How Obama’s failure to resupply respirators in federal stockpile created a 2020 crisis
The stockpile's 100 million supply of N95 respirator masks was never fully replenished after 2009 swine flu pandemic, experts say.
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The Strategic National Stockpile, America’s giant medical storage closet for a terrorist or biological crisis, once boasted more than 100 million respirator masks to protect doctors, nurses and other frontline health care workers in case of a contagion.
But when the COVID-19 pandemic started a few months ago, the supply had dwindled down to just 12 million fitted masks, known as N95 respirators, and 30 million surgical masks, a supply deemed to be less than 2 percent of what the nation would need for full-blown pandemic.
The tale of how such a critical supply lapsed, leading the Trump administration to scramble for 500 million new masks in the midst of pandemic, is one of government neglect and competing priorities that began in 2009.
That’s when the Obama administration drew down nearly 97 million of the masks to deal with the H1N1 swine flu pandemic, effectively protecting frontline medical workers from a virus that infected more than 60 million Americans.
But when it was over, the administration decided not to fully restock the respirators, choosing to spend its $600 million annual budget for the stockpile on other priorities such as key drugs and vaccines to deal with smallpox, anthrax and the like, experts said.
There is really “no answer why the supplies were not replenished because the N95 masks are invaluable tools for preparedness and it was important that they be restocked,” said Charles Johnson, President of International Safety Equipment Association, whose members make supplies for the stockpile.
In the end, Johnson said, the Obama administration chose to use its “limited funds” in other ways and “made the best choices at the time even though his association and others periodically restated their calls to replenish” the N95 masks. That trend continued in the early Trump years as well.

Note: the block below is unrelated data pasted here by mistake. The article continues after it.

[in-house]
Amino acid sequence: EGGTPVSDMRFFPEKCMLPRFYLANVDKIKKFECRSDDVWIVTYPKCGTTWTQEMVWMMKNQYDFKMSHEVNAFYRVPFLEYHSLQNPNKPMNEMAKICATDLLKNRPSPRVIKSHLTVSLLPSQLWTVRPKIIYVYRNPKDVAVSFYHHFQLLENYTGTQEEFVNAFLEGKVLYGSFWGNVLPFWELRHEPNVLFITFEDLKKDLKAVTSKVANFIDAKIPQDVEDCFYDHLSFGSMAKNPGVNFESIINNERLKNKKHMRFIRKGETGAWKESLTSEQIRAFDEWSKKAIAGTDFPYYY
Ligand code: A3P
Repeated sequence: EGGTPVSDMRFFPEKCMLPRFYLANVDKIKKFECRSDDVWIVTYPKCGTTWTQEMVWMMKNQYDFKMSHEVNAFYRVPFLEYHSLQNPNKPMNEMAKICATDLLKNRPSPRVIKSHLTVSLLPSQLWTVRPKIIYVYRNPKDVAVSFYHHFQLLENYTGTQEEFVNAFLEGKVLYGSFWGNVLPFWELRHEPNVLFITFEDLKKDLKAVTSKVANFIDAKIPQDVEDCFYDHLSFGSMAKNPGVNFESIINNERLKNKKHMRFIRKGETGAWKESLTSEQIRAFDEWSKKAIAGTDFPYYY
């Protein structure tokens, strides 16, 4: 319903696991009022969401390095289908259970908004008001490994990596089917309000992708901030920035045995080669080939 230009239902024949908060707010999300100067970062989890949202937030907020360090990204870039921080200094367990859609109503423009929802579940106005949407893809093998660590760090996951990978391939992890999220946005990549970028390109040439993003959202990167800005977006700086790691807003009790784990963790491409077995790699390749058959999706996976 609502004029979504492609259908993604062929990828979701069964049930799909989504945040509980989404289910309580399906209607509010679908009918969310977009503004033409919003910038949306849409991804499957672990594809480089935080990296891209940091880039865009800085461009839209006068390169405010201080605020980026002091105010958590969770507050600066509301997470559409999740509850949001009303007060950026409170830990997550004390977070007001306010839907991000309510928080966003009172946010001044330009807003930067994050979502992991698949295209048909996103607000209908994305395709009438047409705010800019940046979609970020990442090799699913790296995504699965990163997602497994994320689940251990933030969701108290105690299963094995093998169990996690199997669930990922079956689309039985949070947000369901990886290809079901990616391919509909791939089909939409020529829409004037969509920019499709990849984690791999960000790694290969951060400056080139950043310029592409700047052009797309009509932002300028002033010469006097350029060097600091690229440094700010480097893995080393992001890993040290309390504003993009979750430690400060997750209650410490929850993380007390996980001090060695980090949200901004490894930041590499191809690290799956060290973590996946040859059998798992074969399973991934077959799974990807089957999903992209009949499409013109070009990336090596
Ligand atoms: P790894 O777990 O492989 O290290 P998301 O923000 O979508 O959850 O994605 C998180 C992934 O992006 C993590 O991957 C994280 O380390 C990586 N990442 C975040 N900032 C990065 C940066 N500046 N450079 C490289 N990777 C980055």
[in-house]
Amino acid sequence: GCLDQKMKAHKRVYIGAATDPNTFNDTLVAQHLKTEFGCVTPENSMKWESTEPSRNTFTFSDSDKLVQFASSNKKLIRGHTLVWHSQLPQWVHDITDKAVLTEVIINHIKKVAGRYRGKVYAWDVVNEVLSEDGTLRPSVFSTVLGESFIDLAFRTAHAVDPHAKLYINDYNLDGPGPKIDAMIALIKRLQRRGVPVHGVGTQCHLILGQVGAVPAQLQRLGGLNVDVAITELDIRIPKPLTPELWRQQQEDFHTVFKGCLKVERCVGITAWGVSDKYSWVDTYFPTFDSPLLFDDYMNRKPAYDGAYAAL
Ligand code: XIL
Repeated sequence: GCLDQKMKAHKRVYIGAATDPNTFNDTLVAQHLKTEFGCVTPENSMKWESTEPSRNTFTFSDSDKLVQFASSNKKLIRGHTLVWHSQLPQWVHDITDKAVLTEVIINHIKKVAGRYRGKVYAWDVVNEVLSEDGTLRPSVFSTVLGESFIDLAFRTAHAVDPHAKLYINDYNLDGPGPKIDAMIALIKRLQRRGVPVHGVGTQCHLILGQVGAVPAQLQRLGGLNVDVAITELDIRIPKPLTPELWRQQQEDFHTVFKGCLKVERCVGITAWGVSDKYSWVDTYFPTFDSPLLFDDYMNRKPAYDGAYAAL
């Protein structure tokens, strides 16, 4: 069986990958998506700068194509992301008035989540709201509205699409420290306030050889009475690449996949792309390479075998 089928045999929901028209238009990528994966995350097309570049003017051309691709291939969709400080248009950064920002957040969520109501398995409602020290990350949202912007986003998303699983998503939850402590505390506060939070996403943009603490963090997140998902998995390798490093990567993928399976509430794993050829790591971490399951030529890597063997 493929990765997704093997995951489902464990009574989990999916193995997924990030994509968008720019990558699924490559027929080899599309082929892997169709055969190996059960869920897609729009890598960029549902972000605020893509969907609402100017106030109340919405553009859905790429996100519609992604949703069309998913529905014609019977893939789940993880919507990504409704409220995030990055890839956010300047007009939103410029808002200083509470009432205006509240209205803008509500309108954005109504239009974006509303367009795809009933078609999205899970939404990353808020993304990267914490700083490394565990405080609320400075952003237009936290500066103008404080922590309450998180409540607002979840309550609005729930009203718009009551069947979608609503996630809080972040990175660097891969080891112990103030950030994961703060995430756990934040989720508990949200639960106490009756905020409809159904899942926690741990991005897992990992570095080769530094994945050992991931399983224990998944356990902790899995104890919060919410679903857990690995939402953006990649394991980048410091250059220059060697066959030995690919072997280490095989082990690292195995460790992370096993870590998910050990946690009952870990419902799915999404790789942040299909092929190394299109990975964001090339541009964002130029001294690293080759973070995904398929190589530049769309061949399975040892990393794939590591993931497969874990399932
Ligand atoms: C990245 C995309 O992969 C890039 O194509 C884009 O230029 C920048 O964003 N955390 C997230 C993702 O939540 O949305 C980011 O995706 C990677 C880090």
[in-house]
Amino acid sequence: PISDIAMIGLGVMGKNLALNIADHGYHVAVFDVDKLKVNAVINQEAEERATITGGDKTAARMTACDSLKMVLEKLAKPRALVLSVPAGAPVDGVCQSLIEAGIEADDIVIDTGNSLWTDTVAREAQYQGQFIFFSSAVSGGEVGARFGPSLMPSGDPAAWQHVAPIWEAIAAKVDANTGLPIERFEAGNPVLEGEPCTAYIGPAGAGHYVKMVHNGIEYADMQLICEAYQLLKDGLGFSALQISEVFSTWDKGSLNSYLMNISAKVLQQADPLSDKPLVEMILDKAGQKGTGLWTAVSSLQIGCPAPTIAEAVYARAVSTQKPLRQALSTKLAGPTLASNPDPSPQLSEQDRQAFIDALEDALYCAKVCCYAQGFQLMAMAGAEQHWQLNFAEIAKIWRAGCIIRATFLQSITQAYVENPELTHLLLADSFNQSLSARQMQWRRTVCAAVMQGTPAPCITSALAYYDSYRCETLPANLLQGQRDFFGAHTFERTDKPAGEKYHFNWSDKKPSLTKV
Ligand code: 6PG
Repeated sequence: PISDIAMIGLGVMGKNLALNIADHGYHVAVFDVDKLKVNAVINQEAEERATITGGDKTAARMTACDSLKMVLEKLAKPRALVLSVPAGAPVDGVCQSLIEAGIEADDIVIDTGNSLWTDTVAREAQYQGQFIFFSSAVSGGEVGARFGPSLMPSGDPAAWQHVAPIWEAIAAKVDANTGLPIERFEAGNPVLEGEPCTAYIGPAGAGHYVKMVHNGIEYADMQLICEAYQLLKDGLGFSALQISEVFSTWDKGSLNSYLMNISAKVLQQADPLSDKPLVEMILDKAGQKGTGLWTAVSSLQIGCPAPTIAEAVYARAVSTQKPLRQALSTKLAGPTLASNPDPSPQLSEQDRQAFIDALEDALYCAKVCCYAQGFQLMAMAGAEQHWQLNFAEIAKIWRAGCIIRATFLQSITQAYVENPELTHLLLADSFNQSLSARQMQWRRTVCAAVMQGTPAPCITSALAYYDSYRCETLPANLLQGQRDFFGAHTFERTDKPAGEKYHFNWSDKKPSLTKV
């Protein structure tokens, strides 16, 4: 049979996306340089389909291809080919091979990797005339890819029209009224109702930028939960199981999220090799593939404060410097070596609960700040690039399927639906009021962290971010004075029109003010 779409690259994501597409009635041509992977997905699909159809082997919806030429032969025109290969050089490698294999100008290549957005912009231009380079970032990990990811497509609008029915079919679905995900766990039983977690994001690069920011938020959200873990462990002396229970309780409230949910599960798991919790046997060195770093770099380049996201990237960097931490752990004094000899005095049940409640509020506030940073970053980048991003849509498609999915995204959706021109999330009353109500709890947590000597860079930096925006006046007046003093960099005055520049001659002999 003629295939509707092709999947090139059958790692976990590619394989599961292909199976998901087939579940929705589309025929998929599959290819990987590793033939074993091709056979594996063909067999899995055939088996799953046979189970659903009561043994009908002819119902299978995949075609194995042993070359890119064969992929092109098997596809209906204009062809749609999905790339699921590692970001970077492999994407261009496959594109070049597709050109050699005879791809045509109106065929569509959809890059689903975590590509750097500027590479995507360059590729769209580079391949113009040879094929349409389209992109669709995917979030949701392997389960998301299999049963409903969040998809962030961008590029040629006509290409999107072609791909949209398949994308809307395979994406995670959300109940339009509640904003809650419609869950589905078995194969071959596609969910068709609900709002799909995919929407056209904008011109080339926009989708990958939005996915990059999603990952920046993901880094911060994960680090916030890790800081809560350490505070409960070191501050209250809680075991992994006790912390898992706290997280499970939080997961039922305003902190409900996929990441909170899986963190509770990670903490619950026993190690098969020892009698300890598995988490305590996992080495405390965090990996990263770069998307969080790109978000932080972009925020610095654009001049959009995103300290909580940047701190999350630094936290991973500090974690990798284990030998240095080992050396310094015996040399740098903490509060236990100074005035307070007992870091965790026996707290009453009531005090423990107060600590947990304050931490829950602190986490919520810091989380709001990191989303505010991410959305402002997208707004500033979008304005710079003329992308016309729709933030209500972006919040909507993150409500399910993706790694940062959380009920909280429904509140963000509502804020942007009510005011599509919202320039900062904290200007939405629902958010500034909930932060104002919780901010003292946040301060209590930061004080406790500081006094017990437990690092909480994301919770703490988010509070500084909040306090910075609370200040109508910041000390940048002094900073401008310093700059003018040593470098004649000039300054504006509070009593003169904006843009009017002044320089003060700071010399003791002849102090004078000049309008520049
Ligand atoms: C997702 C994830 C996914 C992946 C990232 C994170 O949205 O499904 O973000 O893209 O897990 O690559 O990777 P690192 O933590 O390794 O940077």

The Clinton administration first began to examine a national plan to respond to pandemics and create the federal stockpile in 1990s. But the formal National Strategy for Pandemic Influenza was not officially published until 2005 during the George W. Bush administration, following the anthrax scare in 2001 and the severe acute respiratory syndrome (SARS) in 2002.
The 2005 plan created the Strategic National Stockpile of medical supplies and equipment under the auspices of the Department of Health and Human Services and called for the distribution of supplies from six highly secured sites to state and local sites after a pandemic “surge.” This Strategic National Stockpile is totally separate from the site in Dubai that the U.S. government uses for international distribution under the Foreign Assistance Act.
According to a Center for Disease Control report published after the 2009 H1N1 pandemic, 39 million N95 masks were initially distributed from the stockpile, followed by 59.5 million more in second wave. According to Johnson, the stockpile originally was about 100 million masks.
From April 12, 2009 to April 10, 2010, there were over 60 million cases of H1N1 requiring 274,304 hospitalizations and resulting in 12,469 deaths in the United States.
After the H1N1 virus slowed down in 2010, according to Johnson, “it was important to restock.” That did not happen as the national stockpile budget focused on other priorities deemed higher.
A recent summary of how HHS planned to spend its stockpile budget shows nearly half of the annual budget was spent on antibiotics and vaccines for an anthrax outbreak, a nerve agent antidote and an antiviral medication for the flu.
Greg Burel, the official who oversaw the stockpile for years before his recent retirement, told the Washington Post recently that officials made decisions based on risk analysis that prioritized the drugs, which expire every few years, over supplies like the masks.
“If there is a drug product that we must have or else people would die and a commercial product we can buy in a time of need, then we’re going to invest in that drug product,” Burel explained to the newspaper. “Those are the kind of hard decisions you have to make.”
Such explanation is little solace now for health care workers scrambling to find respirators on the frontlines of the pandemic who feel like they are victims of rationing.
One Massachusetts nurse interviewed by Just the News said she sent a mask to her daughter who is also a nurse administering to COVID-19 patients in New York. “I’m terrified my daughter is going to get COVID-19. Her hospital had no mask to give her,” the nurse told us.
Another nurse in St. Louis told Just the News that she is “mad as hell” learning her hospital has N95 masks but is not distributing them to all the staff, particularly those on non-COVID-19 floors.